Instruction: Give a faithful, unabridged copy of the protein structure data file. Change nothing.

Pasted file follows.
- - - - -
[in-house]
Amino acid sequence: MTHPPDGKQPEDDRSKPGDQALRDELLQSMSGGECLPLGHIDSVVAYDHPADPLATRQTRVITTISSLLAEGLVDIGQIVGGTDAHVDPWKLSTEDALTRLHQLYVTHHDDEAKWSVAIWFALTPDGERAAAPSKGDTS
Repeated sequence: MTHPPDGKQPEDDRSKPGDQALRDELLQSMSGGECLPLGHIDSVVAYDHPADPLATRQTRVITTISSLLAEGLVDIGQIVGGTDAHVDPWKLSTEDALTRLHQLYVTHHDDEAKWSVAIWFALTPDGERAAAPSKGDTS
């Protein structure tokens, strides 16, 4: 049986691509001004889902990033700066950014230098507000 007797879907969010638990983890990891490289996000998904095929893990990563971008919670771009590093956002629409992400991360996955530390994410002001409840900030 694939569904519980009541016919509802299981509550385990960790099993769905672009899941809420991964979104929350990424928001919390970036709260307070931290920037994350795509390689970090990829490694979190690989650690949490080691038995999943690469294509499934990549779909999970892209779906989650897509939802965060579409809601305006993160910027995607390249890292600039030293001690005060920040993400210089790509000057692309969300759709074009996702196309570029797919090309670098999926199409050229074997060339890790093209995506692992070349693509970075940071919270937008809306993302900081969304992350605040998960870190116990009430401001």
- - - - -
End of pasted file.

[in-house]
Amino acid sequence: MTHPPDGKQPEDDRSKPGDQALRDELLQSMSGGECLPLGHIDSVVAYDHPADPLATRQTRVITTISSLLAEGLVDIGQIVGGTDAHVDPWKLSTEDALTRLHQLYVTHHDDEAKWSVAIWFALTPDGERAAAPSKGDTS
Repeated sequence: MTHPPDGKQPEDDRSKPGDQALRDELLQSMSGGECLPLGHIDSVVAYDHPADPLATRQTRVITTISSLLAEGLVDIGQIVGGTDAHVDPWKLSTEDALTRLHQLYVTHHDDEAKWSVAIWFALTPDGERAAAPSKGDTS
């Protein structure tokens, strides 16, 4: 049986691509001004889902990033700066950014230098507000 007797879907969010638990983890990891490289996000998904095929893990990563971008919670771009590093956002629409992400991360996955530390994410002001409840900030 694939569904519980009541016919509802299981509550385990960790099993769905672009899941809420991964979104929350990424928001919390970036709260307070931290920037994350795509390689970090990829490694979190690989650690949490080691038995999943690469294509499934990549779909999970892209779906989650897509939802965060579409809601305006993160910027995607390249890292600039030293001690005060920040993400210089790509000057692309969300759709074009996702196309570029797919090309670098999926199409050229074997060339890790093209995506692992070349693509970075940071919270937008809306993302900081969304992350605040998960870190116990009430401001």